Gardening Tips - February
Courtesy of Flower Gardener on CD by Expert Software. Visit Expert Software
Plants from a greenhouse can be admired indoors and out. Hundreds of annuals can be started in a greenhouse to bloom from June to frost. It's a good idea to grow only things you are fond of, are compatible with each other and do not strain your money or time.
There are many different microclimates to be found in a greenhouse. Grow the heat-lovers at the apex, the night lovers that can withstand cold nights at the front, the cold sensitive light-lovers in the middle, and the shade lovers down below.
Experiment as much as possible with different types of plants to determine the amount of water and fertiliser required. A good way to start this is to ask your friends and family for clippings, you will soon be able to pay them back in kind.
Tender perennials are the most common greenhouse plants. They include most common house plants, but also many flowering plants that cannot withstand the dry heat found inside the house. look at the label on the plant to determine the appropriate temperature and light conditions.
Most tender perennials will grow well in a mixture of two parts loam to one part peat to one part sharp sand. To start seeds, add some more peat and sand.
Annuals and bedding plants are usually started in a greenhouse to be planted outside in the summer or autumn. They will usually bloom indoors in winter or spring if they have sufficient light and heat. When starting seeds of annuals or bedding-carpet plants use an ordinary potting mix with a bit of extra peat and sharp sand. If the seeds need light just press them firmly on the surface of the soil mixture, but otherwise cover them with a thin layer of fine peat or soil. Cover the seeds with a clear plastic box to trap in the moisture until they germinate. Transplant them after the leaves touch.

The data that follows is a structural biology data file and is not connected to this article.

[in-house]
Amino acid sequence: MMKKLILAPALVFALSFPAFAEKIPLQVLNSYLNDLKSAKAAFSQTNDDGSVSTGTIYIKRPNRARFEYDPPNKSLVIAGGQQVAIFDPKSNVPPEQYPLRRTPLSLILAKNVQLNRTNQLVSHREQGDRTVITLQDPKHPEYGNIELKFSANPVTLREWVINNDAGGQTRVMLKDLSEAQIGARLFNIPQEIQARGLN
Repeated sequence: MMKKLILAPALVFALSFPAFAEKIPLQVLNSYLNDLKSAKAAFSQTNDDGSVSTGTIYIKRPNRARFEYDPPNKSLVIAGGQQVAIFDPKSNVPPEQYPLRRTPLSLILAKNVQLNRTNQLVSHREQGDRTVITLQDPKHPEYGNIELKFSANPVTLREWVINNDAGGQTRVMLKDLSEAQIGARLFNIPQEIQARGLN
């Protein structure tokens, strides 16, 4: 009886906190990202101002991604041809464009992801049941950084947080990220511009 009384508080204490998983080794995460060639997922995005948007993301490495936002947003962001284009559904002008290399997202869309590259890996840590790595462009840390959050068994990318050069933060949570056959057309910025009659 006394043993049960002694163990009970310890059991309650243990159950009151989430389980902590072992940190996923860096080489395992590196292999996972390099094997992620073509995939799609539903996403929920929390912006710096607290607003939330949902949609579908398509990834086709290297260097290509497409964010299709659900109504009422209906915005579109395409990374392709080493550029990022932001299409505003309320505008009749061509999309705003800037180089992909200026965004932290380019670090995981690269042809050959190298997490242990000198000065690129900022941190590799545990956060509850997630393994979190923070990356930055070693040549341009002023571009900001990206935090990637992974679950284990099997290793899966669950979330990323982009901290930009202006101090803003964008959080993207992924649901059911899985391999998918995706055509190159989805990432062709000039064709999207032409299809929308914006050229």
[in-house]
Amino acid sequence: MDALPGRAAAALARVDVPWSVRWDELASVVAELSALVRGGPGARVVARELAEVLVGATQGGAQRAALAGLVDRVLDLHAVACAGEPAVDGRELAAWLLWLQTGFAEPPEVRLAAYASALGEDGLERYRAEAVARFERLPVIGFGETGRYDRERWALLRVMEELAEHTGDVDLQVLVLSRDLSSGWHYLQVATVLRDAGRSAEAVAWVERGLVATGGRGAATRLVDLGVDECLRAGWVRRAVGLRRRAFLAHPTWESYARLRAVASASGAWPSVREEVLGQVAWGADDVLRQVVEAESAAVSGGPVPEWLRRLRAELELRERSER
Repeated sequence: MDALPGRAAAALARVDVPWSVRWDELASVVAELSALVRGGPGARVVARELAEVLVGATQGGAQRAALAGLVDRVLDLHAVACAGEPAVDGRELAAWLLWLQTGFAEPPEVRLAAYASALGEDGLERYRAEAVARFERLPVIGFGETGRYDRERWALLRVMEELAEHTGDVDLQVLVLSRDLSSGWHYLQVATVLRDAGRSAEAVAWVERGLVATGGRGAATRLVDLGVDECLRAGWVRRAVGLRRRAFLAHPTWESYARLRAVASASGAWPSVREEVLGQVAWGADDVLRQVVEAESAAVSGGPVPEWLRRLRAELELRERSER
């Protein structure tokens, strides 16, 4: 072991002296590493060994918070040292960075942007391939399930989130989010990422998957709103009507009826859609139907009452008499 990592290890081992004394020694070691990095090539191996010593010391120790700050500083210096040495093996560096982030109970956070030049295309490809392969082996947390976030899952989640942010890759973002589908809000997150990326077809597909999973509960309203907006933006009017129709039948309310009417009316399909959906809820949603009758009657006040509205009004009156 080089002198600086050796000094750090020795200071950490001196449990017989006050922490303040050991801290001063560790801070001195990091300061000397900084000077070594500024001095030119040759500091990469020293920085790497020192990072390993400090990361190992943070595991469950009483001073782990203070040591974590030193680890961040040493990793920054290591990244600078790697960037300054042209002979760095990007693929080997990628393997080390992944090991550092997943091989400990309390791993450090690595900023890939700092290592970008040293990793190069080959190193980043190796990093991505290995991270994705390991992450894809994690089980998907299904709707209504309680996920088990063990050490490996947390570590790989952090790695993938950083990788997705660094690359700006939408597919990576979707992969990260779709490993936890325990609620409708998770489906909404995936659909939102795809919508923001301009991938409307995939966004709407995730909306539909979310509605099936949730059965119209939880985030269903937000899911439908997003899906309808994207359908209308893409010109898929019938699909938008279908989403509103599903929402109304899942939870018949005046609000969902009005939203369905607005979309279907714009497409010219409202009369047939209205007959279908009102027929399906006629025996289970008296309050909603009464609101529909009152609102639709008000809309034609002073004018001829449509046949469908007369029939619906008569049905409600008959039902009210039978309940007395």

Vegetables are also great greenhouse plants. Virtually all vegetables require full sun for best growth. Most will grow best in a standard soil mix of two parts loam to one part sand and one part peat. Mix about 10 - 16 inch layer of soil mix with a 2 - 4 inch layer of gravelbelow. Most vegetable seeds will germinate at 50 - 60 degrees F.